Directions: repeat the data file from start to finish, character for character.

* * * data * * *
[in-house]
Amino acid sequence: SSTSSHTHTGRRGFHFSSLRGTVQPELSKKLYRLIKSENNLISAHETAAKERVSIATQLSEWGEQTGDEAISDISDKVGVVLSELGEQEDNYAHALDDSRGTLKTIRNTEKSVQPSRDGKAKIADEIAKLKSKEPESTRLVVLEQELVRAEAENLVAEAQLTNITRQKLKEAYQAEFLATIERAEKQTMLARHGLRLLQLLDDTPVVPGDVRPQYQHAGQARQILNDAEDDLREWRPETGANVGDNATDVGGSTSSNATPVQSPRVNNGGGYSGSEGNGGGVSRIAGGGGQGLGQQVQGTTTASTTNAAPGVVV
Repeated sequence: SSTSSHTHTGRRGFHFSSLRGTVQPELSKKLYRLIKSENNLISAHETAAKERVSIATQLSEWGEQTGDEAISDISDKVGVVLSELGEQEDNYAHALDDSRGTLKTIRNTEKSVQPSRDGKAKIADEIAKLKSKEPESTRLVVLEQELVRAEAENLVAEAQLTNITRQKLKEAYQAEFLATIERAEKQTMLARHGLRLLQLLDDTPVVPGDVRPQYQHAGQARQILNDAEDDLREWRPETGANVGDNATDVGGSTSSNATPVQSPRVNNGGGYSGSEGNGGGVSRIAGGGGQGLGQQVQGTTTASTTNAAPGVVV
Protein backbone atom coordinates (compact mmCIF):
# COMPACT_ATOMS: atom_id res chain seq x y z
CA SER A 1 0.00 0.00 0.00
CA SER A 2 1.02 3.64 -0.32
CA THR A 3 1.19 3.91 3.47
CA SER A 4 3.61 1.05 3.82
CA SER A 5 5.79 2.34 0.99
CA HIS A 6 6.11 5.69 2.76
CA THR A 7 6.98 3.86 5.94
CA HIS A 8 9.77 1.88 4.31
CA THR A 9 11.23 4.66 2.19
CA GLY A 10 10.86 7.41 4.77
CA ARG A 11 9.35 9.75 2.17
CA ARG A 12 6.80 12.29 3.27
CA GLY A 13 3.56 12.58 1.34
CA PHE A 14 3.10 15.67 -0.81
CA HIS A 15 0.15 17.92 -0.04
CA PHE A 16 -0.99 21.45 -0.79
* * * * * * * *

[in-house]
Amino acid sequence: SSTSSHTHTGRRGFHFSSLRGTVQPELSKKLYRLIKSENNLISAHETAAKERVSIATQLSEWGEQTGDEAISDISDKVGVVLSELGEQEDNYAHALDDSRGTLKTIRNTEKSVQPSRDGKAKIADEIAKLKSKEPESTRLVVLEQELVRAEAENLVAEAQLTNITRQKLKEAYQAEFLATIERAEKQTMLARHGLRLLQLLDDTPVVPGDVRPQYQHAGQARQILNDAEDDLREWRPETGANVGDNATDVGGSTSSNATPVQSPRVNNGGGYSGSEGNGGGVSRIAGGGGQGLGQQVQGTTTASTTNAAPGVVV
Repeated sequence: SSTSSHTHTGRRGFHFSSLRGTVQPELSKKLYRLIKSENNLISAHETAAKERVSIATQLSEWGEQTGDEAISDISDKVGVVLSELGEQEDNYAHALDDSRGTLKTIRNTEKSVQPSRDGKAKIADEIAKLKSKEPESTRLVVLEQELVRAEAENLVAEAQLTNITRQKLKEAYQAEFLATIERAEKQTMLARHGLRLLQLLDDTPVVPGDVRPQYQHAGQARQILNDAEDDLREWRPETGANVGDNATDVGGSTSSNATPVQSPRVNNGGGYSGSEGNGGGVSRIAGGGGQGLGQQVQGTTTASTTNAAPGVVV
Protein backbone atom coordinates (compact mmCIF):
# COMPACT_ATOMS: atom_id res chain seq x y z
CA SER A 1 0.00 0.00 0.00
CA SER A 2 1.02 3.64 -0.32
CA THR A 3 1.19 3.91 3.47
CA SER A 4 3.61 1.05 3.82
CA SER A 5 5.79 2.34 0.99
CA HIS A 6 6.11 5.69 2.76
CA THR A 7 6.98 3.86 5.94
CA HIS A 8 9.77 1.88 4.31
CA THR A 9 11.23 4.66 2.19
CA GLY A 10 10.86 7.41 4.77
CA ARG A 11 9.35 9.75 2.17
CA ARG A 12 6.80 12.29 3.27
CA GLY A 13 3.56 12.58 1.34
CA PHE A 14 3.10 15.67 -0.81
CA HIS A 15 0.15 17.92 -0.04
CA PHE A 16 -0.99 21.45 -0.79